A few fortunate veterans will get to celebrate Veterans Day this coming Wednesday, November 11, in the Hamptons.
In an effort to give back to those who have served the country, the owners of the White Fences Inn in Water Mill, Liz and Eric Brodar, will be offering free overnight lodging to three veterans.
The program, called Bed & Breakfasts for Vets, or B&Bs for Vets, is a national effort in which various inns across the United States, and even Canada, offer active and retired veterans lodging from Tuesday, November 10, through Wednesday, November 11.
“I want to give back to the people who have worked so hard to protect our country,” Ms. Brodar said. “It is the least we can do for recognition for all that they’ve done and for all of the things we haven’t done as a country to take care of them when they come home.”
Ms. Brodar decided to take her offer a little bit further and has partnered with the Red Bar restaurant, the Parrish Art Museum and the Wölffer Estate Vineyard to provide a full and complete Hamptons experience for the visiting veterans.
“They were just expecting to get the one night and that was it—I’m really excited about it,” Ms. Brodar said.
At the Parrish, the veterans will receive a complimentary guided tour and discounts at the museum’s gift shop; at Wölffer, they can participate in a complimentary wine tasting; and at the Red Bar, they will receive a $125 gift certificate.
“I was overwhelmed and I was very humbled,” said Jeffrey Coons, a retired 29-year Army veteran who grew up in Massachusetts and now lives in Rhode Island. “I thought just spending the night at the bed and breakfast was more than enough.”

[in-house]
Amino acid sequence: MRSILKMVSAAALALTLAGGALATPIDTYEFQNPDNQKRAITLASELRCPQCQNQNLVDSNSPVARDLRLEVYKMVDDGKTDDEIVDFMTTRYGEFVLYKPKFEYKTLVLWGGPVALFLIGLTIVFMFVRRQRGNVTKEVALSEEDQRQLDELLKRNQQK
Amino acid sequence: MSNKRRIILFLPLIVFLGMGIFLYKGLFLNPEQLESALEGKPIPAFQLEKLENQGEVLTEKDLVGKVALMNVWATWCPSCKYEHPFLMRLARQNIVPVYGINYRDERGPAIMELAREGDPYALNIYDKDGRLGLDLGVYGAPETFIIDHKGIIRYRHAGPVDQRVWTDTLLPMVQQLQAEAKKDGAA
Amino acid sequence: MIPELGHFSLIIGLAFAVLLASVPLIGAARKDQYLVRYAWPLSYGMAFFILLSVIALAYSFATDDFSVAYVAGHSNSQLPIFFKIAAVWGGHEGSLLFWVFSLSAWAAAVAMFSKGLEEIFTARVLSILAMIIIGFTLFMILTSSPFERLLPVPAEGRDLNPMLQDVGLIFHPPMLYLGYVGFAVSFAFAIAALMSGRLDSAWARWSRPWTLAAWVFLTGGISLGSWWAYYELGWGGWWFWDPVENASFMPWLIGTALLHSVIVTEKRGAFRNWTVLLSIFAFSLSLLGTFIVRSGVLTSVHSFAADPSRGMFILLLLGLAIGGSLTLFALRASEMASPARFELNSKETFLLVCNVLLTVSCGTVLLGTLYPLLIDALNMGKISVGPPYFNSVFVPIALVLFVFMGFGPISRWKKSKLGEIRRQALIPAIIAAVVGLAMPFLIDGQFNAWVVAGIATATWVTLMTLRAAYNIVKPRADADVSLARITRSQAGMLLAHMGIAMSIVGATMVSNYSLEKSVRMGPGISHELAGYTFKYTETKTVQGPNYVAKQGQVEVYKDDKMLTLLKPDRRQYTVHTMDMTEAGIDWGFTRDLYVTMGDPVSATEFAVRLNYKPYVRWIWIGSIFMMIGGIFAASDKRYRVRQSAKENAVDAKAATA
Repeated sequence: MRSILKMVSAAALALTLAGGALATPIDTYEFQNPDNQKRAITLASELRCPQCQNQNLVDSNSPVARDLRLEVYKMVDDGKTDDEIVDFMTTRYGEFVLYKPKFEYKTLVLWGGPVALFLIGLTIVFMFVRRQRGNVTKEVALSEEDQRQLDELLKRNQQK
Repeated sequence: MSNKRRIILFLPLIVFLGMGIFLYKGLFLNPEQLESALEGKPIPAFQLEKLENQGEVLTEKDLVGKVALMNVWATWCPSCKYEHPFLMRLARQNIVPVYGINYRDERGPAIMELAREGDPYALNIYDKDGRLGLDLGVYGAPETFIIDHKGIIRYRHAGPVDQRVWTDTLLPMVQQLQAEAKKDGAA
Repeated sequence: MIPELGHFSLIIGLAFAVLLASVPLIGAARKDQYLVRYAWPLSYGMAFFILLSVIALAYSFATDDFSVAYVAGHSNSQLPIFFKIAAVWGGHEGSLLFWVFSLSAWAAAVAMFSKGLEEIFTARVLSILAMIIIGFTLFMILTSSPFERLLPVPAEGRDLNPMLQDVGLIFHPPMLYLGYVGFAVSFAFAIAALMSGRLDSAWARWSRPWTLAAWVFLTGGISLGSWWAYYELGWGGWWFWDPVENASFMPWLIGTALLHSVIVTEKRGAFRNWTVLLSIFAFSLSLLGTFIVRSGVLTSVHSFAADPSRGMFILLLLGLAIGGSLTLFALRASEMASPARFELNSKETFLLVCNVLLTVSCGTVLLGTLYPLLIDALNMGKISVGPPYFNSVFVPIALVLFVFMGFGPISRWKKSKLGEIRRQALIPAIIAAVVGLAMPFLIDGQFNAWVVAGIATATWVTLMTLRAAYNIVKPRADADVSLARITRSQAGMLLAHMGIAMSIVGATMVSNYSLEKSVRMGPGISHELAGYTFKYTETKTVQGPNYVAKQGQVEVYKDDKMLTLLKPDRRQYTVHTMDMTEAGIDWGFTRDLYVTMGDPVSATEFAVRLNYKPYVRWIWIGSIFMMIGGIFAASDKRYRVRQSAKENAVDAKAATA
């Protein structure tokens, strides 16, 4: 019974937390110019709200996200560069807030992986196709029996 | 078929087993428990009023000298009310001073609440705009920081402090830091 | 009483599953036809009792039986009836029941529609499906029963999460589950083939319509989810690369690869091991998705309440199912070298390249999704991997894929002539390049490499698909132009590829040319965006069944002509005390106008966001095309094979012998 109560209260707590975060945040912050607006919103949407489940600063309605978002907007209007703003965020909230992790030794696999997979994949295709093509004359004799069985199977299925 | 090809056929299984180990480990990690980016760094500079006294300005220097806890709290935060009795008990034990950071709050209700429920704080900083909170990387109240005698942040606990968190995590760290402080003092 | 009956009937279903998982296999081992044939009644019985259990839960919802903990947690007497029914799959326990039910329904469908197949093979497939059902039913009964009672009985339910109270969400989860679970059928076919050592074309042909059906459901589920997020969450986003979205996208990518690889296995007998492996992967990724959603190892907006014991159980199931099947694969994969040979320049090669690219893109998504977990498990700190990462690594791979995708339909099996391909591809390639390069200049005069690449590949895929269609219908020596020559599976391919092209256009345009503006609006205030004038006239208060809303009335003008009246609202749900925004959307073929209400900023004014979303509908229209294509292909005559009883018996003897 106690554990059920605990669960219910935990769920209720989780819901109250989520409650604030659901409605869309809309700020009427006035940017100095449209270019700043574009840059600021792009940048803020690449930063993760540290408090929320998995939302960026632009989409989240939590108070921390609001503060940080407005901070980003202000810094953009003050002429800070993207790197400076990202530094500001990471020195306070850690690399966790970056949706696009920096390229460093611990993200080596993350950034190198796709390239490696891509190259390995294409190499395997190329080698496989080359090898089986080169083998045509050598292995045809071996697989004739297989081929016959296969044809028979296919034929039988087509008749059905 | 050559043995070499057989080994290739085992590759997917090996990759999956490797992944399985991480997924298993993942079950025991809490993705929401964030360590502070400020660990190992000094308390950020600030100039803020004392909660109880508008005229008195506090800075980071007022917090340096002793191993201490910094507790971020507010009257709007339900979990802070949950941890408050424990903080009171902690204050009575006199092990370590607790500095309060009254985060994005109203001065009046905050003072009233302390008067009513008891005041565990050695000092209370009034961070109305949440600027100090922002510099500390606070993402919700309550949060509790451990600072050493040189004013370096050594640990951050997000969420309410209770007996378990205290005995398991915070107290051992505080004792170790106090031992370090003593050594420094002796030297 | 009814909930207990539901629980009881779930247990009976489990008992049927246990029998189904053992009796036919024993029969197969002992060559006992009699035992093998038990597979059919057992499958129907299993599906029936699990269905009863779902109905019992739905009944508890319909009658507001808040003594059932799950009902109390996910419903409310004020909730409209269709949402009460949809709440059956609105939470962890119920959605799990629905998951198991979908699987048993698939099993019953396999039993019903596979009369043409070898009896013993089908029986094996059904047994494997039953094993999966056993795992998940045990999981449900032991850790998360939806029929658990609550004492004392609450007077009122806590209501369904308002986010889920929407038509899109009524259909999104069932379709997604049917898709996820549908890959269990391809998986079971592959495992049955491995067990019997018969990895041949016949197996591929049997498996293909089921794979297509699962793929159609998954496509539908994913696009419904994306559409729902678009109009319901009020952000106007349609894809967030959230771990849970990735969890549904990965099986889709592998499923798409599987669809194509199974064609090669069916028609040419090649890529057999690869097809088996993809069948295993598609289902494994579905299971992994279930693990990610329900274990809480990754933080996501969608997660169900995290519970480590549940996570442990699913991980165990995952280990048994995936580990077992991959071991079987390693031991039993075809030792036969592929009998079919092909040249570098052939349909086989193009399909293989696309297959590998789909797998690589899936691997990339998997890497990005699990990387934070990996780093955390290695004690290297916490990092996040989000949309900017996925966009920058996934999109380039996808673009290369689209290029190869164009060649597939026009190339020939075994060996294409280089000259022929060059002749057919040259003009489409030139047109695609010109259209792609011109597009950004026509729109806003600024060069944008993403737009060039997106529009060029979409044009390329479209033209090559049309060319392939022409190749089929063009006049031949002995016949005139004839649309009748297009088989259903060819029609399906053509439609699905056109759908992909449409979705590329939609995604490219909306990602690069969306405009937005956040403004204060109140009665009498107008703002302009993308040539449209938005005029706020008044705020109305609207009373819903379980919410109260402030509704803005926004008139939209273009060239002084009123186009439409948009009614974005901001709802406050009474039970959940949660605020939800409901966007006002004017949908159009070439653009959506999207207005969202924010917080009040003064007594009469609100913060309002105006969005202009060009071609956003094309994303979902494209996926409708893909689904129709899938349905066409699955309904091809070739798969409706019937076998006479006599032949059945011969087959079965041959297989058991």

Mr. Coons joined the Army in 1980 and worked his way up in the ranks to lieutenant colonel. He explained that he enjoyed serving his country, which is why he decided to make a career out of it.
Mr. Coons served in Hawaii, Wisconsin and Germany, but his most recent service was in 2005 in Iraq, during Operation Iraqi Freedom, where he served on the general staff and was stationed at Camp Victory in Baghdad. That operation was meant to end Saddam Hussein’s regime and eliminate Iraq’s weapons of mass destruction, which the country was believed to have at the time, among other objectives.
“It was a rewarding career and I was happy to come back from the war in one piece and alive,” Mr. Coons said.
The other two veterans who are staying at the inn are Antonio Ugarte and Peter Stein, according to Ms. Brodar.
The B&Bs for Vets program was started in 2008 by Kathleen Panek, an innkeeper in West Virginia. This year, the Association of Independent Hospitality Professionals has coordinated and promoted the program, along with the Professional Association of Innkeepers International and www.BBCanada.com.
“I really appreciate the B&Bs for Vets,” Mr. Coons said. “It is a wonderful gesture and it has been a privilege to serve my country—a privilege and honor to keep it strong and free.”